Apple TV+ is available on a smaller range of devices - it doesn't work on Android, for example. Aside from iPads, iPhones, iPod touch, Mac and Apple TV, it can run on these third-party devices.

How much do they cost?

Apple TV+ costs £4.99/$4.99 per month. However, you may be able to get TV+ for free: when you buy a new iPhone, iPad, iPod touch, Mac or Apple TV, you'll get a year of TV+ thrown in, and there's a free seven-day trial which will auto-renew into a monthly subscription if you forget to cancel. Sign up here.

Amazon Prime Video on its own costs £5.99/$8.99 per month. It is more commonly bought as part of an Amazon Prime subscription, which costs £7.99/$12.99 a month or £79/$119 per year. You can get a 30-day free trial of Prime, or a six-month trial if you're a student. Sign up here.

How many people/devices per subscription?

Like several of the company's recent software services, Apple TV+ features Family Sharing: a single subscription can be shared among a family group without paying extra. That's up to six family members and six simultaneous streams.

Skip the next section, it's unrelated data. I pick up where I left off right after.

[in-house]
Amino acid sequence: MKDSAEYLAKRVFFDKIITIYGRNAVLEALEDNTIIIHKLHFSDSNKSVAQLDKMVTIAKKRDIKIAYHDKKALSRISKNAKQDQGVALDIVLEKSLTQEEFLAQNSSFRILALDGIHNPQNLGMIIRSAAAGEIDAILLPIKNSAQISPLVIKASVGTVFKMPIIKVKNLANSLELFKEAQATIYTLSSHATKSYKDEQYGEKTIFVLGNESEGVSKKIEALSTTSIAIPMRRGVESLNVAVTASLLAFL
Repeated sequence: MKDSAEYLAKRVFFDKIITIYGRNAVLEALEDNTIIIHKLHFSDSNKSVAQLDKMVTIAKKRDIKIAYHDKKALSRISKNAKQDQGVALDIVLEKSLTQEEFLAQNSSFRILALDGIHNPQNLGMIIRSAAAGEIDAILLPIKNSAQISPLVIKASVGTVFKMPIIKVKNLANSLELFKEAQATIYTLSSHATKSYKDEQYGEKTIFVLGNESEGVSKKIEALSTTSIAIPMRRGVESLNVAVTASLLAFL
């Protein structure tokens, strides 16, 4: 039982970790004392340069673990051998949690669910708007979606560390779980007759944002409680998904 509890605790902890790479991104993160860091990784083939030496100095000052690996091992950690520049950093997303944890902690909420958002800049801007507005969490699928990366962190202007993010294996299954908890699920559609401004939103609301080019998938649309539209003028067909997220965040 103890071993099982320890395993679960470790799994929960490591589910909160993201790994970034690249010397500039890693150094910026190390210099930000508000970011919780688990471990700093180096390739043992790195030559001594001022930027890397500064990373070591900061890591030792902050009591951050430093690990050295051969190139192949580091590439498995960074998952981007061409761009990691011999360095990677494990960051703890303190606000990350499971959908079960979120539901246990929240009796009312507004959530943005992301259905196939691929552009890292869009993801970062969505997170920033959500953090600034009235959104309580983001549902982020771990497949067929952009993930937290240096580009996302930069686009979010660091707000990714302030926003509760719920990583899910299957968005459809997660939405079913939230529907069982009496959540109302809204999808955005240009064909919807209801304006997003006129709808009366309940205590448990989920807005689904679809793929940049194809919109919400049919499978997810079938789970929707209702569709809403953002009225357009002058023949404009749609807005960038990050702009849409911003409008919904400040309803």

Amazon Prime Video can also be shared with another adult if you set up an Amazon Household. You can stream up to three films/TV shows simultaneously using one Amazon Prime account, assuming it's three different things. You can stream the same title to two devices at once, but not three. Rules on usage here.


Amazon Video has to be the pick here. It has lots of TV and films, and a reasonable amount of it is really good.

At this point, with only seven TV shows and a single film, it's hard to recommend Apple's TV+ as a paid-for subscription service. Yes, it's £1/$4 cheaper per month than Amazon Video, but the content library at launch is vastly smaller, and while the initial titles look polished, none yet stand out as the equivalent of Game of Thrones - the tentpole show that will drive subscriptions.

This may all change, however. Apple's sheer clout - in terms of its industry dominance, but also its cachet among the creative professions - has enabled it to lure in a glittering array of actors, directors and filmmakers. These Hollywood bigwigs ought to be able to cook up some brilliant offerings in future.

Of course, millions of people will be watching TV+ without paying anything directly for the privilege, by cashing in on the year's free subscription you get when you buy a new iPad, iPhone, Mac or Apple TV. Similarly, many of us view Amazon Video as a side benefit of signing up for Amazon Delivery.

Read our guide to the best media-streaming services for more advice. We also have a comparison between Apple TV+ and Now TV